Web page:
America should be free ground — all of it. Not divided by a line between slave state and free — all the way, from here to the Pacific Ocean. No man has to bow. No man born to royalty. Here, we judge you by what you do, not by who your father was. Here, you can be something. Here, is the place to build a home.

But it’s not the land. There’s always more land.

It’s the idea that we all have value — you and me.

What we’re fighting for, in the end, we’re fighting for each other.

Sorry, I didn’t mean to preach. You, you go ahead. You talk for awhile. If you — If you choose to join us, you want your muskets back, you can have ‘em. Nothing more will be said by anybody anywhere. If you choose not to join us, well you can come along under guard, and when this is all over I will do what I can to see you get a fair treatment. But for now, we’re moving out.

Gentlemen, I think if we lose this fight, we lose the war. So if you choose to join us, I’ll be personally very grateful.”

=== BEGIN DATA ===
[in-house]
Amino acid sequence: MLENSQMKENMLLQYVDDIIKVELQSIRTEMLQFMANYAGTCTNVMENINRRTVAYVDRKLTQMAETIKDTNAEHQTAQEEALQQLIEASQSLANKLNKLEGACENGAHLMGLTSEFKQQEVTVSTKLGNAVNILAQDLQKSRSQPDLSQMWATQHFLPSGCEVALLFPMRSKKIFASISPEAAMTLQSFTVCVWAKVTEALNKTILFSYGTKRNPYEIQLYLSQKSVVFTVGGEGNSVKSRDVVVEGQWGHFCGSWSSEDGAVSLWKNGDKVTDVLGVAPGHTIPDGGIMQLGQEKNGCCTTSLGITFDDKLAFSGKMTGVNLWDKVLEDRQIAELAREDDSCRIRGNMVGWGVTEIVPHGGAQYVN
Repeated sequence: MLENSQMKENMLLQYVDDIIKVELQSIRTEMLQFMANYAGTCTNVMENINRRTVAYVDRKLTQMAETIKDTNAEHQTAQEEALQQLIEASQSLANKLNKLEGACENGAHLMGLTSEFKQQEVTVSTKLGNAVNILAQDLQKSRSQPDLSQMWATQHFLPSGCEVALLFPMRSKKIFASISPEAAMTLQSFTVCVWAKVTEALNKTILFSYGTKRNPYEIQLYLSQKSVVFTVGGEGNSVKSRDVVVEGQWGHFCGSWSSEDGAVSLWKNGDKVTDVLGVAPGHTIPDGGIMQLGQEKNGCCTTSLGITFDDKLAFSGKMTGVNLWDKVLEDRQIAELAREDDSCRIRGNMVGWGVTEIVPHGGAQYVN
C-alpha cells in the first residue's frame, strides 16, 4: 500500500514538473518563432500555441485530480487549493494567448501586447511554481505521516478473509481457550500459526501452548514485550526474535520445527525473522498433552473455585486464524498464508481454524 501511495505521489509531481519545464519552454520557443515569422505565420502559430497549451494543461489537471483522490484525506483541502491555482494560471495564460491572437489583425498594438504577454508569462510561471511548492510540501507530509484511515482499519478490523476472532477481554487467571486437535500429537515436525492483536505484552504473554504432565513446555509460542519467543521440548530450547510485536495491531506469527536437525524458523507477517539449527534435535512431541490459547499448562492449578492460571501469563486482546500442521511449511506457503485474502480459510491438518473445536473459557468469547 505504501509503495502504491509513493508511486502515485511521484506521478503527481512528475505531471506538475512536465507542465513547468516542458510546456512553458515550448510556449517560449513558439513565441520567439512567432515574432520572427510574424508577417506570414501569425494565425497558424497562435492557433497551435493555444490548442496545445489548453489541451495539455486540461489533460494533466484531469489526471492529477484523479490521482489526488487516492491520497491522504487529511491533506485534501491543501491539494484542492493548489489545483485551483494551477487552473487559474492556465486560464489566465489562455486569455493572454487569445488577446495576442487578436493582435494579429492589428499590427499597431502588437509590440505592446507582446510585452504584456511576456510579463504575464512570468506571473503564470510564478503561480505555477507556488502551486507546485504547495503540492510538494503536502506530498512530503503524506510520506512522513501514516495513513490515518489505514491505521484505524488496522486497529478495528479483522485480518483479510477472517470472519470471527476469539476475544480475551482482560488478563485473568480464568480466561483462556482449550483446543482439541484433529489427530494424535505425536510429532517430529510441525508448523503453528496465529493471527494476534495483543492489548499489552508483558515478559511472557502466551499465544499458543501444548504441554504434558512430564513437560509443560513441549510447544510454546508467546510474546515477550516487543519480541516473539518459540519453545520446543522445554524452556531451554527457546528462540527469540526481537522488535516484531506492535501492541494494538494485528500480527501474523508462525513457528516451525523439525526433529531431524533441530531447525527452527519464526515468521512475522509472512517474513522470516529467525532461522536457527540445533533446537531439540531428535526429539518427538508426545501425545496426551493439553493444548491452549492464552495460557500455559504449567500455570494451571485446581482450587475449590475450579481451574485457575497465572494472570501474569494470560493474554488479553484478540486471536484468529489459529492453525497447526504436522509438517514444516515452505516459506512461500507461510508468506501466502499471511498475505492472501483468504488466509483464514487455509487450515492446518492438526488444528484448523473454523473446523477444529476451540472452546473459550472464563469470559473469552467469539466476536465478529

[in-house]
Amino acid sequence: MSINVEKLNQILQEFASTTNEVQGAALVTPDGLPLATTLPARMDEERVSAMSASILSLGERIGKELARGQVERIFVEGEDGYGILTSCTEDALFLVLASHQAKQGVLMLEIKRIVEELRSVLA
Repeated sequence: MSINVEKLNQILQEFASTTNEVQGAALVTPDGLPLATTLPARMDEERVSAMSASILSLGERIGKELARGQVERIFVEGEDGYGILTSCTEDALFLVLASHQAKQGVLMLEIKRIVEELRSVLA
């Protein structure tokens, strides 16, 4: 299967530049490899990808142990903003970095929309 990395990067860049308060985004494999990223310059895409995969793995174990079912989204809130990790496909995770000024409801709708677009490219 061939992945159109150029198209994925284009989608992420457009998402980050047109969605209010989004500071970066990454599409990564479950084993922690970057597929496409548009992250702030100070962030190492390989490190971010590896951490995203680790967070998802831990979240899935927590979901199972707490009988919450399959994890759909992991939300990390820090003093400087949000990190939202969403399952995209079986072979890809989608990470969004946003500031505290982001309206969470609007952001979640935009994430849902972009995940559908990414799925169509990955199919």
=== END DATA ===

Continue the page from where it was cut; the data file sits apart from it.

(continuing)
Chris

4 12 2013
Ed Cummingham

Scalia…as divisive as Roger Taney. I was there. 9th row. As a lawyer, I was aghast. Scalia…and Lincoln? No way. And Savas…you would find any politician, Judge or President interesting in private discourse away from the media. Even Harry Reid!

4 12 2013
Harry Smeltzer

It’d be great to focus on what was said, but some can’t resist the temptation, I guess. Just be careful…there are some opinion pieces out there that miss the point of the talk so widely it can only be purposely.